'Haste to do kindness thou cost intend; * Thou canst not always on boons expend:
How many from bounty themselves withheld, * Till means of bounty had come to end!'"
And men tell another tale of the...
[Go to Generous Dealing of Yahya Son of Khálid with a Man Who Forged a Letter in his Name]
Burton, Richard (1821-1890). The Book of the Thousand Nights and a Night. London. 1885-1888. Gutenberg Vol. I. Gutenberg Vol. II. Gutenberg Vol. III. Gutenberg Vol. IV. Gutenberg Vol. V. Gutenberg Vol. V. Gutenberg Vol. VII. Gutenberg Vol. VIII. Gutenberg Vol. IX. Gutenberg Vol. X. Please consult the Gutenberg edition for footnotes; the footnotes have not been included in this web version.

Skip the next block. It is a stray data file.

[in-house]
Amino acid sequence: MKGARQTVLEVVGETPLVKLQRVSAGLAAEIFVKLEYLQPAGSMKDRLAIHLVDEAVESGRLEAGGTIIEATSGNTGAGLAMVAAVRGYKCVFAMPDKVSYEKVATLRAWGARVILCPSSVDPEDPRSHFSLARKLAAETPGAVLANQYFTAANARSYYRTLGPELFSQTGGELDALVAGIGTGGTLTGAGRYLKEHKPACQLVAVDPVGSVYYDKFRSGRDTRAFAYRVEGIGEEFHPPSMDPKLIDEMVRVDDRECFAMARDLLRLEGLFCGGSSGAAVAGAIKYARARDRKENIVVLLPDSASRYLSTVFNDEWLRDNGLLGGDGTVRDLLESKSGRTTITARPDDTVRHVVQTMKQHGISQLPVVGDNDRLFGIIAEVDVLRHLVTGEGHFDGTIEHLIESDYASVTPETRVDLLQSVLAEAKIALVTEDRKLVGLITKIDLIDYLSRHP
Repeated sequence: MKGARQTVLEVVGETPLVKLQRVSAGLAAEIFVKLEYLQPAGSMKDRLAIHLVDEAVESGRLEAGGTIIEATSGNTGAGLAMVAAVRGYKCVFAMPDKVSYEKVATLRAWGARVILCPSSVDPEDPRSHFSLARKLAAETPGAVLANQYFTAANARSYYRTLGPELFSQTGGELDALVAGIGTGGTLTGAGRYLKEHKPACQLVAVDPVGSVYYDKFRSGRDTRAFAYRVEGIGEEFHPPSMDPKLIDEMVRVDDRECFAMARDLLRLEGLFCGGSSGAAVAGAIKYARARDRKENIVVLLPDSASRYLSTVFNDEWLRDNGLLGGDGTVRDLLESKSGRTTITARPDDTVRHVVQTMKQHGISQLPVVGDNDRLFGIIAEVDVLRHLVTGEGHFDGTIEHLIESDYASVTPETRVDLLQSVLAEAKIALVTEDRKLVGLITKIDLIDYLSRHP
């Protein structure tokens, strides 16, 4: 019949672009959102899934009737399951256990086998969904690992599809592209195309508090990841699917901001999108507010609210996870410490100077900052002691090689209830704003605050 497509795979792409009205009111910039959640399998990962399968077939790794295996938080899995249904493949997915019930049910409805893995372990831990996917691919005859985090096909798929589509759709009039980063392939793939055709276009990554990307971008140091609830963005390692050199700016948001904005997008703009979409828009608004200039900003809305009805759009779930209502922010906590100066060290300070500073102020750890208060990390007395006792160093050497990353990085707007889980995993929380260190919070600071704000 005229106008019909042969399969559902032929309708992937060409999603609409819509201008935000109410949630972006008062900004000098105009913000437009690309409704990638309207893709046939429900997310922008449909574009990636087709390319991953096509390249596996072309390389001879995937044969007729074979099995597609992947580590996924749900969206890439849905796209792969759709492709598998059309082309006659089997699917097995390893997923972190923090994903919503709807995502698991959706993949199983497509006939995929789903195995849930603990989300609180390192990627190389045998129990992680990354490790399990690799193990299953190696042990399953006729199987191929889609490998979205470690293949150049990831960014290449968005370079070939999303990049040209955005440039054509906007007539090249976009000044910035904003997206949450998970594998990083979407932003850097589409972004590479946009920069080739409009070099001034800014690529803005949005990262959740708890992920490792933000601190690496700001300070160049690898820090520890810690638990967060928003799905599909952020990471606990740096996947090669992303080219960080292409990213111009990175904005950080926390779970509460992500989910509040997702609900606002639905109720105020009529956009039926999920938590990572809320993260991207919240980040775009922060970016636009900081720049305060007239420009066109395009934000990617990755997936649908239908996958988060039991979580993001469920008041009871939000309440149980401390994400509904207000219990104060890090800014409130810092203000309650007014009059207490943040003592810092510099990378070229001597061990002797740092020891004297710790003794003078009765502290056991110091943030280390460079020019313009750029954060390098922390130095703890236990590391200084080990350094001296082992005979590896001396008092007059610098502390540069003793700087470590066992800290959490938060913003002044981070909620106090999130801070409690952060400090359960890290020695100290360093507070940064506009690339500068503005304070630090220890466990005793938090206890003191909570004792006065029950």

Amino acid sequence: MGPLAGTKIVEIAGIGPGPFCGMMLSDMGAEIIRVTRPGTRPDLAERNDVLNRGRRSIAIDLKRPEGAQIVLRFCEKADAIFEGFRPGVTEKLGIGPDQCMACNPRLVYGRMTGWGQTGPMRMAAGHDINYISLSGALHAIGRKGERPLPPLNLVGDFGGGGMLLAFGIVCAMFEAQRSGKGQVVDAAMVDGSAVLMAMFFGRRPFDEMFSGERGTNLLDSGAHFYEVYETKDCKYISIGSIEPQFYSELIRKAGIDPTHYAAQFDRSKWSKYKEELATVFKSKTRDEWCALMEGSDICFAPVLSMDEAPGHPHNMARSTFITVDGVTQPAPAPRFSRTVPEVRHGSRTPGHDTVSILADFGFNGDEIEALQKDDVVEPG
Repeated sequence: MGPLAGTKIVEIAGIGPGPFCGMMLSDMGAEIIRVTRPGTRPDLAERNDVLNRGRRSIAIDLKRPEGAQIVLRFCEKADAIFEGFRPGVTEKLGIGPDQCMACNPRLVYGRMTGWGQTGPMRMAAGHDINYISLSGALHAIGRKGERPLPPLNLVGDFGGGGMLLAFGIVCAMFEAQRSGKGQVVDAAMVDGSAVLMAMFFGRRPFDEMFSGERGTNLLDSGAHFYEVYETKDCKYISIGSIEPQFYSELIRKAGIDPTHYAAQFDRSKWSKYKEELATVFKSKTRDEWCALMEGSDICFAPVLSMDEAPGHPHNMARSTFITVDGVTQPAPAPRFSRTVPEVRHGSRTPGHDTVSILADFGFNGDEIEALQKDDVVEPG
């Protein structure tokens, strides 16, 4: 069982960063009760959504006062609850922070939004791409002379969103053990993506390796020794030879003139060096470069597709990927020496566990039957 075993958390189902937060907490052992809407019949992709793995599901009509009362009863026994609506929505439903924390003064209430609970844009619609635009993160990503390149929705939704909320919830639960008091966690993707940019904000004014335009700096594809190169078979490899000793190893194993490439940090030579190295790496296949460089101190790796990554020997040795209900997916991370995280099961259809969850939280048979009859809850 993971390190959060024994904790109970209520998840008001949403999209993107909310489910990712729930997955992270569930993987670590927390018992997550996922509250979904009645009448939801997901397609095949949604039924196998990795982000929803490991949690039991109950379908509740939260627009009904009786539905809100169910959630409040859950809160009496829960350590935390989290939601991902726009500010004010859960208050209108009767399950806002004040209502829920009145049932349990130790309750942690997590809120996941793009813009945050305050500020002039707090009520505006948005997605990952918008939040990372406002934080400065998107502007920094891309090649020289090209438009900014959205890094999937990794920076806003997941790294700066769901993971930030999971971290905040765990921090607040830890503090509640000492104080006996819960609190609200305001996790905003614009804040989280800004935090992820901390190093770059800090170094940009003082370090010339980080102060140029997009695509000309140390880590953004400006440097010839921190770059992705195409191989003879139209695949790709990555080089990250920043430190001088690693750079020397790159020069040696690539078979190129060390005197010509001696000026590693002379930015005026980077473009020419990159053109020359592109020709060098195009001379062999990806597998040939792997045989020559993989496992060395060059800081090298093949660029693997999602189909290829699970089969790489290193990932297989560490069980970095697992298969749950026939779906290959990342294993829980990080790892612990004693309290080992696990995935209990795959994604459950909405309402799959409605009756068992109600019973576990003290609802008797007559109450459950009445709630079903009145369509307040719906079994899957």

1001 Nights Hypertext. Laura Gibbs, Ph.D. This website is licensed under a Creative Commons License. The texts presented here are in the public domain. Thanks to Gene Perry for his excellent help in preparing the texts for the web. Page last updated: January 1, 2005 10:46 PM